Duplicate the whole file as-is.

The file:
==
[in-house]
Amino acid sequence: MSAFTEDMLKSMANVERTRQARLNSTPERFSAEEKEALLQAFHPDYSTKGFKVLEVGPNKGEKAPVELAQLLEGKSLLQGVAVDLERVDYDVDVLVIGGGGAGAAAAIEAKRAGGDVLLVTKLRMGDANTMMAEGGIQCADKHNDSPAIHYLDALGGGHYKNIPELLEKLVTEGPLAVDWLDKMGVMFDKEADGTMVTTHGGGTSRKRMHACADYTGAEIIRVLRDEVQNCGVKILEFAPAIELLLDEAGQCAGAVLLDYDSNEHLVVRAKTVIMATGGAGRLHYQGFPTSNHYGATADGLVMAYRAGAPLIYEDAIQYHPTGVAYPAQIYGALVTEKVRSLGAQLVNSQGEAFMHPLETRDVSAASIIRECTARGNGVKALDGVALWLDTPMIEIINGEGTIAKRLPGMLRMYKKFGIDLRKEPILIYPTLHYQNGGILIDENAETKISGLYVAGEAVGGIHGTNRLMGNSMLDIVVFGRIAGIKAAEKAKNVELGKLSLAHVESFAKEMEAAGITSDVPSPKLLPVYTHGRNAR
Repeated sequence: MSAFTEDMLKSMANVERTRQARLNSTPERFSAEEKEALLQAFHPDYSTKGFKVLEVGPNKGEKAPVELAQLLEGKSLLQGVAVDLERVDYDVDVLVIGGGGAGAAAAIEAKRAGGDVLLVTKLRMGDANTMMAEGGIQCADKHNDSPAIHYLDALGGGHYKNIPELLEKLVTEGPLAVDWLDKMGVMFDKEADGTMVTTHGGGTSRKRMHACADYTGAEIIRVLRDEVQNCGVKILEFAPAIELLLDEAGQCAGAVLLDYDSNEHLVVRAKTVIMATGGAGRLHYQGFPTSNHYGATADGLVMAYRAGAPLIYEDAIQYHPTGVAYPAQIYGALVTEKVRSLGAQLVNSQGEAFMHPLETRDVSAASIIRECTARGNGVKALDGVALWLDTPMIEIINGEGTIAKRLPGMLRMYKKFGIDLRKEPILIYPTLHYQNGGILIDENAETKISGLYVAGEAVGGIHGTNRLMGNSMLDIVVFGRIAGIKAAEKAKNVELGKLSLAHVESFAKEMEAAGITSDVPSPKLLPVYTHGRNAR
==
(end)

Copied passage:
[in-house]
Amino acid sequence: MSAFTEDMLKSMANVERTRQARLNSTPERFSAEEKEALLQAFHPDYSTKGFKVLEVGPNKGEKAPVELAQLLEGKSLLQGVAVDLERVDYDVDVLVIGGGGAGAAAAIEAKRAGGDVLLVTKLRMGDANTMMAEGGIQCADKHNDSPAIHYLDALGGGHYKNIPELLEKLVTEGPLAVDWLDKMGVMFDKEADGTMVTTHGGGTSRKRMHACADYTGAEIIRVLRDEVQNCGVKILEFAPAIELLLDEAGQCAGAVLLDYDSNEHLVVRAKTVIMATGGAGRLHYQGFPTSNHYGATADGLVMAYRAGAPLIYEDAIQYHPTGVAYPAQIYGALVTEKVRSLGAQLVNSQGEAFMHPLETRDVSAASIIRECTARGNGVKALDGVALWLDTPMIEIINGEGTIAKRLPGMLRMYKKFGIDLRKEPILIYPTLHYQNGGILIDENAETKISGLYVAGEAVGGIHGTNRLMGNSMLDIVVFGRIAGIKAAEKAKNVELGKLSLAHVESFAKEMEAAGITSDVPSPKLLPVYTHGRNAR
Repeated sequence: MSAFTEDMLKSMANVERTRQARLNSTPERFSAEEKEALLQAFHPDYSTKGFKVLEVGPNKGEKAPVELAQLLEGKSLLQGVAVDLERVDYDVDVLVIGGGGAGAAAAIEAKRAGGDVLLVTKLRMGDANTMMAEGGIQCADKHNDSPAIHYLDALGGGHYKNIPELLEKLVTEGPLAVDWLDKMGVMFDKEADGTMVTTHGGGTSRKRMHACADYTGAEIIRVLRDEVQNCGVKILEFAPAIELLLDEAGQCAGAVLLDYDSNEHLVVRAKTVIMATGGAGRLHYQGFPTSNHYGATADGLVMAYRAGAPLIYEDAIQYHPTGVAYPAQIYGALVTEKVRSLGAQLVNSQGEAFMHPLETRDVSAASIIRECTARGNGVKALDGVALWLDTPMIEIINGEGTIAKRLPGMLRMYKKFGIDLRKEPILIYPTLHYQNGGILIDENAETKISGLYVAGEAVGGIHGTNRLMGNSMLDIVVFGRIAGIKAAEKAKNVELGKLSLAHVESFAKEMEAAGITSDVPSPKLLPVYTHGRNAR